When bathing your dog, does your dog seem to relax? Even though they hate being hosed down, your dog may love the smell of soap. Who doesn’t like the smell of soap and feeling clean?
Dogs typically like soap because it reminds them of you, hides their scent, tastes good, and relieves anxiety.
You can find your dog sometimes wandering around your home and smelling anything from soap to dryer sheets.
Your dog might also like feeling clean, but their soap addiction could become a bad habit you need to break.
You may walk into the bathroom and accidentally walk in on your dog. That’s right, they may be burying their nose into your soap, and dogs love it.
Some of the reasons are apparent, but by reading on, you can find out why your dog likes soap.
Why Does My Dog Like Soap?
It is a common practice for your dog to smell, lick and roll in everything. Soap is no different; if it smells like something they like, you can guarantee your dog will want it.
Sometimes any soap can be your dog’s new obsession. But why exactly does your dog like soap so much?
Soap Reminds Your Dog Of You
It is no surprise that your scent is everywhere. It is a common source of comfort for any pet and even any human that you live with. Your mind can remember memories just by scent.
Your dog has a nose that is so powerful and full of nerves and scent receptors. These receptors can sense and smell 40 times greater than our noses.
The smell of you is sensed everywhere in your home, which is why a dog may love to lick your underwear.
They have neophilia in their nose, which means they are attracted to interesting smells. Sensing and smelling you is a calming factor for your dog, and they are attracted to your scent.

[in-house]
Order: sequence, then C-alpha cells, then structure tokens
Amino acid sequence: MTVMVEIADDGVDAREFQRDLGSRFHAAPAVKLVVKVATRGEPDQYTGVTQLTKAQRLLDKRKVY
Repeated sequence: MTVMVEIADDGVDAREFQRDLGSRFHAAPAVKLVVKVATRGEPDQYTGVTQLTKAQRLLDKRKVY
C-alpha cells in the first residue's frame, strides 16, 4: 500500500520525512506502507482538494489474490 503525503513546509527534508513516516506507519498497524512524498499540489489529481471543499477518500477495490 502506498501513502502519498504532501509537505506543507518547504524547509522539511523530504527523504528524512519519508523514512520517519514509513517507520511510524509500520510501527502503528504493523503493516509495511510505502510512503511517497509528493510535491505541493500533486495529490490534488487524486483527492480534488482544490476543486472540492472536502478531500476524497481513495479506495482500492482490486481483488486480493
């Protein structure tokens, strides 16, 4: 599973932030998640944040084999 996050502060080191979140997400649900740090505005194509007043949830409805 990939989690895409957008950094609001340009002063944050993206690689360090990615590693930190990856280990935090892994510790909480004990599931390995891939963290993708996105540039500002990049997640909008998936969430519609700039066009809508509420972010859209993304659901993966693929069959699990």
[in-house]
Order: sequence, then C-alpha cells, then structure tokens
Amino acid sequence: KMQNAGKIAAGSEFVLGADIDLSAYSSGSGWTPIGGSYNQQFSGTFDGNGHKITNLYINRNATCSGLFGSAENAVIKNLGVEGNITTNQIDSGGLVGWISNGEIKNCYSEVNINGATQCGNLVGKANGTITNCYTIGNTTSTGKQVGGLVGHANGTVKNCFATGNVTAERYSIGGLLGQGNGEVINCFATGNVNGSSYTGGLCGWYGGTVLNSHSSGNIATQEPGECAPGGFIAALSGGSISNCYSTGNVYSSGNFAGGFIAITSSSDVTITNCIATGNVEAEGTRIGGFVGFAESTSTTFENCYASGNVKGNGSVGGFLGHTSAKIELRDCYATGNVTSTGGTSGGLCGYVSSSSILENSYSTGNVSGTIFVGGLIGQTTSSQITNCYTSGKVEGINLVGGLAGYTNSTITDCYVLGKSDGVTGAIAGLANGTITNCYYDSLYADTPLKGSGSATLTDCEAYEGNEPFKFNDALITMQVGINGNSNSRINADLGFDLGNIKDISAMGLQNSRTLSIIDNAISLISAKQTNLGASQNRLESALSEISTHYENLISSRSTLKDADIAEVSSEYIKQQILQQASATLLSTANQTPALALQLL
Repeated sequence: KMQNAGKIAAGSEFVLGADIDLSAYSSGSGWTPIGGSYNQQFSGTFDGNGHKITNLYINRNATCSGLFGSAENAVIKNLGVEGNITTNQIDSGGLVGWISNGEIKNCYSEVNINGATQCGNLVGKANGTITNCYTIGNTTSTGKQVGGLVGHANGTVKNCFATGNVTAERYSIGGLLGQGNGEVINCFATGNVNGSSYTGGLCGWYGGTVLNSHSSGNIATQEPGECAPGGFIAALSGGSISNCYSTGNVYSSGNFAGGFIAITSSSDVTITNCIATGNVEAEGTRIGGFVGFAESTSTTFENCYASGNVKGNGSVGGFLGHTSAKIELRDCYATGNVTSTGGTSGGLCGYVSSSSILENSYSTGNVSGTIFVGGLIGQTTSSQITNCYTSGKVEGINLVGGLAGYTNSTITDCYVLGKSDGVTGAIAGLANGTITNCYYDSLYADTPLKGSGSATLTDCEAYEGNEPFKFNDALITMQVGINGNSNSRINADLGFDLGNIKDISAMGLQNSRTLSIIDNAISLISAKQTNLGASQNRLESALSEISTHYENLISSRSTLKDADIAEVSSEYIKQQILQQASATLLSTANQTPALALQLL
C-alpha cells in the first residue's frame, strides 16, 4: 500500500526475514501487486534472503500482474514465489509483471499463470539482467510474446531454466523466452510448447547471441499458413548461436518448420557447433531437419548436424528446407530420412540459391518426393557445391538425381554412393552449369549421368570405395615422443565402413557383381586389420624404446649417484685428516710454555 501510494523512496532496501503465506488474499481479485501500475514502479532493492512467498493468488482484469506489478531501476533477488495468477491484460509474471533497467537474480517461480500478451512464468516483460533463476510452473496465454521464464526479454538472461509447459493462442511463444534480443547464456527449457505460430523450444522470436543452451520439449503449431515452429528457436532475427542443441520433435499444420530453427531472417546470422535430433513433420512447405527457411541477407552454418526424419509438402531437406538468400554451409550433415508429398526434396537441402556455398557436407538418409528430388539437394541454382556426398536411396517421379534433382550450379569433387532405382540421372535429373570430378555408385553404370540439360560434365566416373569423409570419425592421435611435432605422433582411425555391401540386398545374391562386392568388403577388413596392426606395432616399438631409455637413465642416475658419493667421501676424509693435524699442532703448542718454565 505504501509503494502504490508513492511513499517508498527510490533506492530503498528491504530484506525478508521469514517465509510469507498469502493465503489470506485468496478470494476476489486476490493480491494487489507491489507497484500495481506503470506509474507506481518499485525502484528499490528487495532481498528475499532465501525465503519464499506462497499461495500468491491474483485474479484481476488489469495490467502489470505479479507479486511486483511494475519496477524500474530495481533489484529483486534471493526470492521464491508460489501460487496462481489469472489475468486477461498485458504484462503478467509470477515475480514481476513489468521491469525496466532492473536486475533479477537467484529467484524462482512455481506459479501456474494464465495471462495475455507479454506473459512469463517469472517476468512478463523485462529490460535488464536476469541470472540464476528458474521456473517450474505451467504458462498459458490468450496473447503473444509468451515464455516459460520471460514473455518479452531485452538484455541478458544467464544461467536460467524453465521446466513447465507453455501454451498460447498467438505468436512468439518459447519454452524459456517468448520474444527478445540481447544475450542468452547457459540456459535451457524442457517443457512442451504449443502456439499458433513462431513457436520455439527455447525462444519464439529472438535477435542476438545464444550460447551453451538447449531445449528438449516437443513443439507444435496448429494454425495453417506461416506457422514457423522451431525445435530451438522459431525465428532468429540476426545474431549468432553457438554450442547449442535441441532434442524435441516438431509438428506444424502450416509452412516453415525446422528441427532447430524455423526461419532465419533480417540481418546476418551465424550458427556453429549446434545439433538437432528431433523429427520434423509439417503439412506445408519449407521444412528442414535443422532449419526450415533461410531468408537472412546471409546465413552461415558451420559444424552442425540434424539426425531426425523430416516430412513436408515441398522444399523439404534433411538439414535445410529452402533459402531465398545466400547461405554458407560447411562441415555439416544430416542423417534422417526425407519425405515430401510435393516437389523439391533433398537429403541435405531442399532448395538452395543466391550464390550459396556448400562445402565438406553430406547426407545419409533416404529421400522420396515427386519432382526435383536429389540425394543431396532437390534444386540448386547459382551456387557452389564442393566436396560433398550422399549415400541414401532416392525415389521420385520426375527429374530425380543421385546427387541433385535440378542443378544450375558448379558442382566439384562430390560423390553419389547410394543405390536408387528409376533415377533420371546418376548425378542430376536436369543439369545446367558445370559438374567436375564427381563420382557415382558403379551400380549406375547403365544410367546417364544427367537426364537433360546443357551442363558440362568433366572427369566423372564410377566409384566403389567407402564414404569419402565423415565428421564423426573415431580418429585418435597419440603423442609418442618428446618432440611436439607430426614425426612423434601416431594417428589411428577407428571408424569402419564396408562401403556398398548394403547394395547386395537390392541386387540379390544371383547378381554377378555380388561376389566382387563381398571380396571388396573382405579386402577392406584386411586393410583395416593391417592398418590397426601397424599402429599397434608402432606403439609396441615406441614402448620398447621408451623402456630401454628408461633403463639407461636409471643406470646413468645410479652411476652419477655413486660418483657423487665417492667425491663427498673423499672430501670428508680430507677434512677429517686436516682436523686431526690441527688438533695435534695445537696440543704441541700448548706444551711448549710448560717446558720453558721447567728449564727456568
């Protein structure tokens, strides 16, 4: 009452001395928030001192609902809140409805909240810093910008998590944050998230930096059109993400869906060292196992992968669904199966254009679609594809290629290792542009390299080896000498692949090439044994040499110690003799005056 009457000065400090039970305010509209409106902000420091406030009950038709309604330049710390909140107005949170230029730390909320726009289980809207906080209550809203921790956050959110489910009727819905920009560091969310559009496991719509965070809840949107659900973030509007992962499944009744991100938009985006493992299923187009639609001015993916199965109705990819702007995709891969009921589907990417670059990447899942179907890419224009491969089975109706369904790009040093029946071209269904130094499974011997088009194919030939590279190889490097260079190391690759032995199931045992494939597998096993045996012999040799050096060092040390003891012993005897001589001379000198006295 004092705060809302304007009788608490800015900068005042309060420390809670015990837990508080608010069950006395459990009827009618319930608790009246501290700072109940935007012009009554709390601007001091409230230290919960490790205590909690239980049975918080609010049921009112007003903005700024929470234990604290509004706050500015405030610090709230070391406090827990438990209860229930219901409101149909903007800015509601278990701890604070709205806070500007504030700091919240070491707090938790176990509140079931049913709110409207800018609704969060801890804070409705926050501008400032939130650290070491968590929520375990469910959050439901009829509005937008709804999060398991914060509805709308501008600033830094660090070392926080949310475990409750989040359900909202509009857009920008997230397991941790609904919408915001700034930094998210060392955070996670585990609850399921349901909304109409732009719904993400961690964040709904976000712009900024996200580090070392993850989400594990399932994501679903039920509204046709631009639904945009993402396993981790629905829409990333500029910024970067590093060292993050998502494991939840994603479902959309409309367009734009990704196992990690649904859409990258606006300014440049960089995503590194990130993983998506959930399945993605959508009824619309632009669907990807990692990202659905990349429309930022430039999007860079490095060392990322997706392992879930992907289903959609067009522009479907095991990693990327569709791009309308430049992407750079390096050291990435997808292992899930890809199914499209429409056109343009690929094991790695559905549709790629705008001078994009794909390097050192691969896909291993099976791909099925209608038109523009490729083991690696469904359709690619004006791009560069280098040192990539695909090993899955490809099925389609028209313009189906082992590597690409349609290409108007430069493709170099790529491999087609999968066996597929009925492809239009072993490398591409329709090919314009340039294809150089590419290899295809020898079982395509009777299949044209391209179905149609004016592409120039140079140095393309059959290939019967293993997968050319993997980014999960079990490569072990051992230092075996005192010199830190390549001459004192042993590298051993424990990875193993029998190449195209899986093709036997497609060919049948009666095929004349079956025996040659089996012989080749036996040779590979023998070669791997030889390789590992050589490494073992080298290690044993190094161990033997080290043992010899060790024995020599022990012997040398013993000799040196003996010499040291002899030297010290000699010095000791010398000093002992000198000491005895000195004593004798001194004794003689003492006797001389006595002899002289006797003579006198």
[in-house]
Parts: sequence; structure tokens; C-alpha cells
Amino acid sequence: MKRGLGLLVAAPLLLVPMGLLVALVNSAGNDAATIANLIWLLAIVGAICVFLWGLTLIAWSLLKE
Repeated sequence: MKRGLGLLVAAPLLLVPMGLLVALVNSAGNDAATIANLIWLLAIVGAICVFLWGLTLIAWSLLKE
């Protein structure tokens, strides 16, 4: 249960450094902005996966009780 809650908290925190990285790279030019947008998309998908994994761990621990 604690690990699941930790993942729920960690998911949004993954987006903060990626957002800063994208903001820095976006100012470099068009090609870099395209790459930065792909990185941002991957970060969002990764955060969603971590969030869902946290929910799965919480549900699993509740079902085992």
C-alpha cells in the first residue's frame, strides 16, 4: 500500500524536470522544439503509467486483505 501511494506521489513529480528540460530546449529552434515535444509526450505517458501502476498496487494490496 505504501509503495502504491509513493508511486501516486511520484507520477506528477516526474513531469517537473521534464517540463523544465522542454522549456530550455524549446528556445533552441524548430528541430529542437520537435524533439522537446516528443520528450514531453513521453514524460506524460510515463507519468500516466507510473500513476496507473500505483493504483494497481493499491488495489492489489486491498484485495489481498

They know you are around, and your scent draws them in.
Soap Hides Your Dog’s Scent
It is not uncommon to see your dog’s muzzle buried in the grass and smelling anything and everything. Once dogs find something, whether good or bad, they roll in it. They roll because it is instinctual.
Dogs are pack animals, and in the wild, they roll in a scent to mask their own. With numerous packs around, they do not want any other pack to know their whereabouts. This is commonly known as scent rolling.
You are their pack, and the scent rolling in or on your soap is also a way to show the community. It just feels good to be in a pack and smell like the rest of their pack members.
They want the scent to be associated with them as well.
Soap Just Tastes Good To Your Dog
The dog food you feed your dog is supposed to have everything they need, but that’s not always the case. Dogs will look for extra nutrients in anything in their environment.
Lack of nutrients means they may chew on toilet paper tubes and grass.
Soap can sometimes contain the nutrients that your dog is seeking. It can contain fat and oil that your dog genuinely wants to eat or needs in their diet.